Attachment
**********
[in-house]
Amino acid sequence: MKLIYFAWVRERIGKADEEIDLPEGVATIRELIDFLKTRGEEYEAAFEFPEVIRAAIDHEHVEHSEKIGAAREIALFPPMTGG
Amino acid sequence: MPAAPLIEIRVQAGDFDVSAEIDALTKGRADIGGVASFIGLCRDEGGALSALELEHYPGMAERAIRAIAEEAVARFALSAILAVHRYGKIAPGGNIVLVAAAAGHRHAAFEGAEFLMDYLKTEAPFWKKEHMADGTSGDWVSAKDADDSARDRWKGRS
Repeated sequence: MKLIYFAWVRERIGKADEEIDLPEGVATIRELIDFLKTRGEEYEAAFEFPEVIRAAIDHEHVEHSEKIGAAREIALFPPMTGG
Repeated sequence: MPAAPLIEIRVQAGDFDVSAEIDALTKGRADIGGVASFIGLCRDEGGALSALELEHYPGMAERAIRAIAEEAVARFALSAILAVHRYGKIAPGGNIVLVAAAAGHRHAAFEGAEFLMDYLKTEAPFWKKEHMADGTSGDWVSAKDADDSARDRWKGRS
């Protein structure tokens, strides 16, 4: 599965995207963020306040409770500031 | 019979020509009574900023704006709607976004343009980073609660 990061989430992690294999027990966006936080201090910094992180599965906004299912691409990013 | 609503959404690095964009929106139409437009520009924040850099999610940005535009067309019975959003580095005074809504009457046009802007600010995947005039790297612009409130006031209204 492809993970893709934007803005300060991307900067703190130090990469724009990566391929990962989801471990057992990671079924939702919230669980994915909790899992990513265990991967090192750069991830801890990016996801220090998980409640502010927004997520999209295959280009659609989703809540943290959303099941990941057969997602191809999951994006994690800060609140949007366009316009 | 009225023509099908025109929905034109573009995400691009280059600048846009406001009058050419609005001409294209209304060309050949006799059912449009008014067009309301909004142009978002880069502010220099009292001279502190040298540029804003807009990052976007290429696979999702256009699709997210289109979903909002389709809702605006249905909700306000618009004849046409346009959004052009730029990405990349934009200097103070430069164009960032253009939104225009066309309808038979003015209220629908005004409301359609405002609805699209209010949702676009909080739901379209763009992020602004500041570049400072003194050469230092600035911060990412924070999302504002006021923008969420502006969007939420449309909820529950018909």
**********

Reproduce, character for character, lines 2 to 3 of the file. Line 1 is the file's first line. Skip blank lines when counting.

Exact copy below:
Amino acid sequence: MKLIYFAWVRERIGKADEEIDLPEGVATIRELIDFLKTRGEEYEAAFEFPEVIRAAIDHEHVEHSEKIGAAREIALFPPMTGG
Amino acid sequence: MPAAPLIEIRVQAGDFDVSAEIDALTKGRADIGGVASFIGLCRDEGGALSALELEHYPGMAERAIRAIAEEAVARFALSAILAVHRYGKIAPGGNIVLVAAAAGHRHAAFEGAEFLMDYLKTEAPFWKKEHMADGTSGDWVSAKDADDSARDRWKGRS